Keurig Canada rewards its top-performing suppliers with more business to motivate them to continuously improve. “We have a top-100 supplier conference in April that we host in the U.S.,” Souaid notes. “At the conference, we have a lot of communication in regards to where the company is going, our strategy, and present awards based on scorecards. The suppliers who have given the best performance get recognized for their work.”
Keurig Canada recently launched a negotiation tool that works with its SRM program to create a competitive advantage by leveraging its supply base. As the co-creator of the tool, Souaid says the main idea is to generate productivity with its suppliers. “We want to reduce our cost, but to do so we need our suppliers to reduce their cost without compromising quality and service,” he explains. “Our ability to do that is key to developing great partnerships.”
The company’s one-page negotiation tool allows it to take a systemic view of the overall relationship with its suppliers. “Negotiation by design is more than a training program, but a framework to consistently improve performance,” Souaid says. “Instead of zooming in during negotiations, we take a step back and look at the entire landscape. It is only once you understand the landscape that you can develop effective negotiation strategies.”
Keurig Canada’s negotiation tool allows Souaid to ensure his team is well prepared for a negotiation and measure their performance over time. Although the tool has been in place just over six months, Souaid says he has seen a significant amount of progress. “One of the key aspects of the tool is the use of multiple equivalent simultaneous offers [MESO] for more complex negotiations,” he explains. “You don’t go in with one offer; you go in with three and it’s a way to ensure that you end up with more creative deals in the end, that there is openness and it speeds up the negotiation cycle.”
Keurig Canada’s procurement staff went through a three-day, complex negotiations training. The goal for the staff is to avoid leaving value on the table during negotiations. “It’s nothing new to the industry in terms of interest-based negotiation where we look at both our interests and theirs,” Souaid says. “But there are certain things, that if you work enough ahead of time, you can do to increase power, have more leverage and influence the negotiation.”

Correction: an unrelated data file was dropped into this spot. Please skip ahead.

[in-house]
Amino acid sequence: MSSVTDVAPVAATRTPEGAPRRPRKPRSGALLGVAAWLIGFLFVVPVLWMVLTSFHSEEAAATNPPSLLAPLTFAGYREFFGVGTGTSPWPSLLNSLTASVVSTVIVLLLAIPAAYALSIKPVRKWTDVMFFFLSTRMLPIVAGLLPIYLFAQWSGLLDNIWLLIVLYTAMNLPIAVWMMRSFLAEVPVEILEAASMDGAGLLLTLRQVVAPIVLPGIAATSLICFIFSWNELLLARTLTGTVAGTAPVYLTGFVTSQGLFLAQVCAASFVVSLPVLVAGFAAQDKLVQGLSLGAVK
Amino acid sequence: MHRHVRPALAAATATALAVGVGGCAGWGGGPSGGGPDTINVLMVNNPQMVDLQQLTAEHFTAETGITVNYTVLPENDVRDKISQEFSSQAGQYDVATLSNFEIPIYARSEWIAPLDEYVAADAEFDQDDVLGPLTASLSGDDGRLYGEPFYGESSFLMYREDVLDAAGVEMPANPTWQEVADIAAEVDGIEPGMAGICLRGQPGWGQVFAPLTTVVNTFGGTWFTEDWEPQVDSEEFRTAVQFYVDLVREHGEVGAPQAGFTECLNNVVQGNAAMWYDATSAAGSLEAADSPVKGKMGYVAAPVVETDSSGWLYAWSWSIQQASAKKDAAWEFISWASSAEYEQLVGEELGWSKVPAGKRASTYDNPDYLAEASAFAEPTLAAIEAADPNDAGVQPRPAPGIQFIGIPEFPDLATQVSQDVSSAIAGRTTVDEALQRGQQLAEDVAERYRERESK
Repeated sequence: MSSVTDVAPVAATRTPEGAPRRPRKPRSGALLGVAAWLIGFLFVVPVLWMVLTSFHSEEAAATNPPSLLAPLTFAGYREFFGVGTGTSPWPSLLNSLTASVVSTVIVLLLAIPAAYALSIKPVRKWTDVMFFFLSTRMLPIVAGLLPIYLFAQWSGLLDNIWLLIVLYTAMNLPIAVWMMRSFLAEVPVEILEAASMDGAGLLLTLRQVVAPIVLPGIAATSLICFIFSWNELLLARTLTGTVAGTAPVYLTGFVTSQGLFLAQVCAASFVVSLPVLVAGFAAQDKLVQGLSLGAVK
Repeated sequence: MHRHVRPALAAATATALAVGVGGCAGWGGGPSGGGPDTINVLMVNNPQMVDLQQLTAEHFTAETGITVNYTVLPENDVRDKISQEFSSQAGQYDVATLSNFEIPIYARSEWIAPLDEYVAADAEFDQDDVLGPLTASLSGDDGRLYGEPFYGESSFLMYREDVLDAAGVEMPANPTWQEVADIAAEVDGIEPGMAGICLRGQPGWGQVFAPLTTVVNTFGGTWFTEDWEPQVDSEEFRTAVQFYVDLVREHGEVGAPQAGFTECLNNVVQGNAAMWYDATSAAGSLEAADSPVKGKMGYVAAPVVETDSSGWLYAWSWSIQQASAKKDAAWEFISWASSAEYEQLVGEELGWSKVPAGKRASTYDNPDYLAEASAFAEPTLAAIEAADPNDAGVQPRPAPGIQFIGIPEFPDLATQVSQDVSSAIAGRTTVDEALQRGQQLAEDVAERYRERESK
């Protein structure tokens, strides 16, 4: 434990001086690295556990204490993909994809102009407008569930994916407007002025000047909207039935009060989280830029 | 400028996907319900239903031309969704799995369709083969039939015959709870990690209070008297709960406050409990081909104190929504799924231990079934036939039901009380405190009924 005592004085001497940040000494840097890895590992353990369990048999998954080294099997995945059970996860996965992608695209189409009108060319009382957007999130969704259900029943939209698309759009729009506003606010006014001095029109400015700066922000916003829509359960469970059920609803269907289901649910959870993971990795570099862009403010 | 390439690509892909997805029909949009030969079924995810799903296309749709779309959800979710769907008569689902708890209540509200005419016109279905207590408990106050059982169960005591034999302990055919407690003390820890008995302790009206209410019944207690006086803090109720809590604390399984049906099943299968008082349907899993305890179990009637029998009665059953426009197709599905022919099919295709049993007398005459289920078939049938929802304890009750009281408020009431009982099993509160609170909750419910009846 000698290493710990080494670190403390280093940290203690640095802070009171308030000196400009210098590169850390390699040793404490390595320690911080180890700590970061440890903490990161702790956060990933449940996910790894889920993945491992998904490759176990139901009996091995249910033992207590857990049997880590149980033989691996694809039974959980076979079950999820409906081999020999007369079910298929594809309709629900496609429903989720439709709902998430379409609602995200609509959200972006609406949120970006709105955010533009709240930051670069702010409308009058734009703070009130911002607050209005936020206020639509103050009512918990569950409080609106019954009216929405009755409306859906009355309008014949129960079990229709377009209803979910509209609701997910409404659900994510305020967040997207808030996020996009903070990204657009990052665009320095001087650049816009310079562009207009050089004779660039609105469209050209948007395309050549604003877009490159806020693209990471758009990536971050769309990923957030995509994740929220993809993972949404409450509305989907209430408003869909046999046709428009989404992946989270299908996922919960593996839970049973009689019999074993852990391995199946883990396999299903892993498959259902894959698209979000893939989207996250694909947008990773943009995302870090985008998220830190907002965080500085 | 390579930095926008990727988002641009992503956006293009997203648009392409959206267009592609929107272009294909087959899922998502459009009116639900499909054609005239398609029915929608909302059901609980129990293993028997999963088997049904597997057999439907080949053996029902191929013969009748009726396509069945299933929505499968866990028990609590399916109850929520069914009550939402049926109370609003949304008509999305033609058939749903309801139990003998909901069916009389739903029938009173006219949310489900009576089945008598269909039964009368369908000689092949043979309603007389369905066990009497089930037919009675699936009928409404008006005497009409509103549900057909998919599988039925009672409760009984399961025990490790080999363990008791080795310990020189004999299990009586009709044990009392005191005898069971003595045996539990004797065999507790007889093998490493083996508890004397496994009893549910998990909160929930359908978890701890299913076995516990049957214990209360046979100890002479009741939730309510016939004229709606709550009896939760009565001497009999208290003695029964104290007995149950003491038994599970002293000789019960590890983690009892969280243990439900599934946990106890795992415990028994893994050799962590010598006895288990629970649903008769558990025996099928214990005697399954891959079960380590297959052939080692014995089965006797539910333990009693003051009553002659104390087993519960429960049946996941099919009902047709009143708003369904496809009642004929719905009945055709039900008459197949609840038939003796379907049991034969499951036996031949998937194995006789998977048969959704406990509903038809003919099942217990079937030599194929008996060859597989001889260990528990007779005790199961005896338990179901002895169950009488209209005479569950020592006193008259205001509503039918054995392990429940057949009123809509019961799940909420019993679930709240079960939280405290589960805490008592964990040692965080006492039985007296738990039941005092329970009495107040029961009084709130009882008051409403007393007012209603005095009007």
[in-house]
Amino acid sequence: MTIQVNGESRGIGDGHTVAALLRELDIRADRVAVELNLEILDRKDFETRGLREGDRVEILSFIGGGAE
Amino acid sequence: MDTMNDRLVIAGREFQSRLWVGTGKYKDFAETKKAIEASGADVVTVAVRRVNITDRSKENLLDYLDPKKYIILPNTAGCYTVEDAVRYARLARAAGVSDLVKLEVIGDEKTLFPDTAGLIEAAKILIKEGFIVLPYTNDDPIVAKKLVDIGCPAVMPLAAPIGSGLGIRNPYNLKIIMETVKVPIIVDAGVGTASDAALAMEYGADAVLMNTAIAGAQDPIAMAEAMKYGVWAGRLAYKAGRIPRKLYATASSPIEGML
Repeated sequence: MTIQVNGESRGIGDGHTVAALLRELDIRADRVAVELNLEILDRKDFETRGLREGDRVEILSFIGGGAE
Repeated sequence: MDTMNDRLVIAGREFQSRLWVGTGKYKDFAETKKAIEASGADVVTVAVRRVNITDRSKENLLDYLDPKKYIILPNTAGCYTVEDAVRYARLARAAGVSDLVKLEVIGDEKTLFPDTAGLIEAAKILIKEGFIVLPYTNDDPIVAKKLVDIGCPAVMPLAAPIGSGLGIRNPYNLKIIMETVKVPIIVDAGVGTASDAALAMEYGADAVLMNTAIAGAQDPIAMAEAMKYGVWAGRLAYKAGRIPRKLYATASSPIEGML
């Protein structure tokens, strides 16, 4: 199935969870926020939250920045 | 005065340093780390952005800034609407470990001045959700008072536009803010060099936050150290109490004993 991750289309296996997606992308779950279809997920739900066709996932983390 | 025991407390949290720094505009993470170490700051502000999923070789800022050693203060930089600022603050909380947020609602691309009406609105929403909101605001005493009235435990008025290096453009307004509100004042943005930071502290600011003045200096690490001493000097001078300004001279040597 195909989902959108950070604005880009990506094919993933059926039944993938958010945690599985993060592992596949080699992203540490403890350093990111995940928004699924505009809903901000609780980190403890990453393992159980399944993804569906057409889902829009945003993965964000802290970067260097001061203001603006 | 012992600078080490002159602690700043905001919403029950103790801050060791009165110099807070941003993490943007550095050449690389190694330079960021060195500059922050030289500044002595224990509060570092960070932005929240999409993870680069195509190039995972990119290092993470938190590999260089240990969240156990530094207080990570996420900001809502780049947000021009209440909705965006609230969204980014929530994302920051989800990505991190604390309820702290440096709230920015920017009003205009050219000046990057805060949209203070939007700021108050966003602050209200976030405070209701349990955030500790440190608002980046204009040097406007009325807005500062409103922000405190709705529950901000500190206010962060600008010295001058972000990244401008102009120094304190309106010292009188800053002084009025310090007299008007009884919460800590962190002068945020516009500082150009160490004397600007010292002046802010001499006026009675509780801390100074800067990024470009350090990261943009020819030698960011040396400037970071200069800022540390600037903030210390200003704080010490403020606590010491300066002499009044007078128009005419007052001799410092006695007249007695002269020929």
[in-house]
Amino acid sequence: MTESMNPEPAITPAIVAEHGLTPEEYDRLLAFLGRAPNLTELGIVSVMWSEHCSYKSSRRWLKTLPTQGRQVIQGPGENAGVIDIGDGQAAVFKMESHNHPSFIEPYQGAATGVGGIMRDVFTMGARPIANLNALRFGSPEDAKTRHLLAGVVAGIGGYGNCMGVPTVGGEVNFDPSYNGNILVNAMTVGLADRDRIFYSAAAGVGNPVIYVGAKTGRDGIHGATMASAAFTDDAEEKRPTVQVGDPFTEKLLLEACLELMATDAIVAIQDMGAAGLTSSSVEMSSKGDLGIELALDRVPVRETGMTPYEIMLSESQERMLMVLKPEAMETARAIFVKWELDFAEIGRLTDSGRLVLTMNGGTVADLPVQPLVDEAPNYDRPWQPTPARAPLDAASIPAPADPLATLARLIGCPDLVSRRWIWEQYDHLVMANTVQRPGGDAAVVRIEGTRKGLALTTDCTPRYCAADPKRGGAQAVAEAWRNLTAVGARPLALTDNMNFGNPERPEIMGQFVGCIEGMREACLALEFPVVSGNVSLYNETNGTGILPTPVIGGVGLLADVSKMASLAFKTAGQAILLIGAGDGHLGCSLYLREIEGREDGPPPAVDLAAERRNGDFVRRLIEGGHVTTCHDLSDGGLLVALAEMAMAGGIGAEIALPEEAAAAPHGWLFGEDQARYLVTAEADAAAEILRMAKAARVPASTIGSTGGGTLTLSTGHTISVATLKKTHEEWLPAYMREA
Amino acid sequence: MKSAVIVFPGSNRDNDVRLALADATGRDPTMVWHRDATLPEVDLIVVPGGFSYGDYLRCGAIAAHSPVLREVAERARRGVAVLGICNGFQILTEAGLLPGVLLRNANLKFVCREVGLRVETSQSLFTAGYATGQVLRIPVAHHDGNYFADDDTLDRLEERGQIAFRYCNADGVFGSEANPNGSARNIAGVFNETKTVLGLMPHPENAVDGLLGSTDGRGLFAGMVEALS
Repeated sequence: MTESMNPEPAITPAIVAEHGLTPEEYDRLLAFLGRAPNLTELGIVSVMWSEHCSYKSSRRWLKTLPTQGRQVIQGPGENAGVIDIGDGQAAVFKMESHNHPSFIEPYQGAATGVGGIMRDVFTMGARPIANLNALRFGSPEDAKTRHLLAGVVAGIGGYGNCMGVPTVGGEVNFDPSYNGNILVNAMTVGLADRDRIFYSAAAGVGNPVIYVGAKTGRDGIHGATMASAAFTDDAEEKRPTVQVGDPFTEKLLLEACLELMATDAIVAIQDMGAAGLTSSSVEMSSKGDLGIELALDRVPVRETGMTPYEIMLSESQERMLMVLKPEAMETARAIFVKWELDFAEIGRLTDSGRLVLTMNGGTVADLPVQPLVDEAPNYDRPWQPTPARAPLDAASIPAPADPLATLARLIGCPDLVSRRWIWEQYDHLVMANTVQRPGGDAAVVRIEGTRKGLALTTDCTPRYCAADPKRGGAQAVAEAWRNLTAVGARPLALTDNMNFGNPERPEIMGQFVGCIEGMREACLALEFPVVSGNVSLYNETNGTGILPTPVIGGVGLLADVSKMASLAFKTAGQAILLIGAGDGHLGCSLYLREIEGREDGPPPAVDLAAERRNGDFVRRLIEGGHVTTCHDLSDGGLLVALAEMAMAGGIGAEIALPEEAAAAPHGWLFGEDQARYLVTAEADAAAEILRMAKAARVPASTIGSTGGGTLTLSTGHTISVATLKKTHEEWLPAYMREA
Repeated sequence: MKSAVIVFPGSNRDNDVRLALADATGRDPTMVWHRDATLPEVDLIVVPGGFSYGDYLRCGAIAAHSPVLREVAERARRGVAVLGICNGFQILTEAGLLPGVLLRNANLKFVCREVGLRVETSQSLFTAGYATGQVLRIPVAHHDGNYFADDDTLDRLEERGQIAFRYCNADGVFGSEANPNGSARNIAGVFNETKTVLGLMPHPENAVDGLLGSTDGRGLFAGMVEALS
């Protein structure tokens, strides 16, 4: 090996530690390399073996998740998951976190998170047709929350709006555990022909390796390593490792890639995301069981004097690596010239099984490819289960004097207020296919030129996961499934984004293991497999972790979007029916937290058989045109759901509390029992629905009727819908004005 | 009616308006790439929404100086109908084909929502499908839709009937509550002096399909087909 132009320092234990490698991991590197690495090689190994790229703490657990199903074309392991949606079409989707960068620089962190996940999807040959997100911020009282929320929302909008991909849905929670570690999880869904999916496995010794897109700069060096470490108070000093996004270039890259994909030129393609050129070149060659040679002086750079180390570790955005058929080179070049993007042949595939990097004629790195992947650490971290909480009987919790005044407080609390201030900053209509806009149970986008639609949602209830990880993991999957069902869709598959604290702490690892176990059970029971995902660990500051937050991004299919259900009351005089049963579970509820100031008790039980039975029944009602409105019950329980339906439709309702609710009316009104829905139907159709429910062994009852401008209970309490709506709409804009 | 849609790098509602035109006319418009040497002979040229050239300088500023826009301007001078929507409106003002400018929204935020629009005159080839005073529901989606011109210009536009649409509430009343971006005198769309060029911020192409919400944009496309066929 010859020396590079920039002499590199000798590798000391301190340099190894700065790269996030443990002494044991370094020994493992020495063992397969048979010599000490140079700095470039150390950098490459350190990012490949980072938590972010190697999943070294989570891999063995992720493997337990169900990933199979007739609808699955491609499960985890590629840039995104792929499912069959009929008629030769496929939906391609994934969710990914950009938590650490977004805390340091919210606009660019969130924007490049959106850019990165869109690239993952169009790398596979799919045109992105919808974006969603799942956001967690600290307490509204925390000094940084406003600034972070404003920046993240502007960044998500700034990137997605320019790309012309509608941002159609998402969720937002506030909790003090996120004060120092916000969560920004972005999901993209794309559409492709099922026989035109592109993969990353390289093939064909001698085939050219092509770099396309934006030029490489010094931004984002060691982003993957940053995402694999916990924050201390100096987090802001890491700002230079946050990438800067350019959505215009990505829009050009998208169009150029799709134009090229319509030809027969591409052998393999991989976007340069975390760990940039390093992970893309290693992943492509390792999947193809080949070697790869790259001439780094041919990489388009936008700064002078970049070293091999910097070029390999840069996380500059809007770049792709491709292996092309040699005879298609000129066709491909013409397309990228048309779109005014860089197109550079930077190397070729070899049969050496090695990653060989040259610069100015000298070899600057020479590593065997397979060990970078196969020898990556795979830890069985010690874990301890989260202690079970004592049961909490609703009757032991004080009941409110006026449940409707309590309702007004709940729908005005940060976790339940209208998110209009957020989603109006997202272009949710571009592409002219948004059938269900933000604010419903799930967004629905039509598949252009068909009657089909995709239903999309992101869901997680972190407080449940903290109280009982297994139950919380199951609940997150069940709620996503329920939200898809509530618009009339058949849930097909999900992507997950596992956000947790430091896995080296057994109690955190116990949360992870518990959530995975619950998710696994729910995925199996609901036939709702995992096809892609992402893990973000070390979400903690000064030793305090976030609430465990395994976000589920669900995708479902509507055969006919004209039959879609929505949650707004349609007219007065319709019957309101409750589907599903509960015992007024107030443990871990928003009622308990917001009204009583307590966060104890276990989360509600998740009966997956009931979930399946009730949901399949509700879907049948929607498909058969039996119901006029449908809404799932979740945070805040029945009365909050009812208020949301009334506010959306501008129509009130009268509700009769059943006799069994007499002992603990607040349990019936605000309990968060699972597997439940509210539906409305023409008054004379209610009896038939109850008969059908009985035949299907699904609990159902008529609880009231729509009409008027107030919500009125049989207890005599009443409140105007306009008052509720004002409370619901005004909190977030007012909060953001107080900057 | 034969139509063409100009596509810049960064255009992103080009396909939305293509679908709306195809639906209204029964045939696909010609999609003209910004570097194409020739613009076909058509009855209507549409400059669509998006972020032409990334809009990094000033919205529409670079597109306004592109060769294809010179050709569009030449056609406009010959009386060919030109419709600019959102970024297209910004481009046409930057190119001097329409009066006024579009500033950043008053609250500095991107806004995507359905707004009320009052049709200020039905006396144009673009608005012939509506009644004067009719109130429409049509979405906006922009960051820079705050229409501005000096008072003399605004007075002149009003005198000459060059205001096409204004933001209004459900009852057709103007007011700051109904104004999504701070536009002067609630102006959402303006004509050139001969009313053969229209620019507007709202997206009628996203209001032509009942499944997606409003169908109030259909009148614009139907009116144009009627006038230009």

Although the negotiation tool is just being launched at Keurig Canada, the company expects that over time it will become part of its DNA and provide a competitive advantage in the market. “We plan to roll it out to Keurig Green Mountain in the U.S.,” Souaid notes. “The tool is very simple, but in order to successfully roll it out, everyone has to understand the process.”
Keurig Canada invested $60 million over the past five years to upgrade its roasting and packaging plant in Montreal. In addition, the company consolidated its distribution network over the past few years to a single omnichannel distribution center in the Toronto region. “That has been huge for us in terms of increasing on-time delivery and reducing our inventory levels across the network,” Souaid says. “It has also simplified our lives tremendously.”
The company previously used multiple distribution points that grew to be too complex as the organization expanded. A third-party logistics company manages its new distribution center. “They have been a strategic partner and a key part of our success because we wouldn’t have been able to do it on our own,” Souaid admits. “We have everything in one facility, which makes it extremely efficient to manage and ensure we have the right inventory and the product delivered on time when the customer wants it.”
Moving forward, Keurig Canada will continue to focus on taking cost out of the supply chain and using its SRM and negotiations programs to achieve better numbers and partnerships. “If you have the right partners and strong relationships, then they will be the ones to come to the table and say, ‘This is where we can potentially get more value and increase efficiency,’” Souaid adds. “The core question is: ‘Are we doing business with the right suppliers?’ If not, we may change at some point.”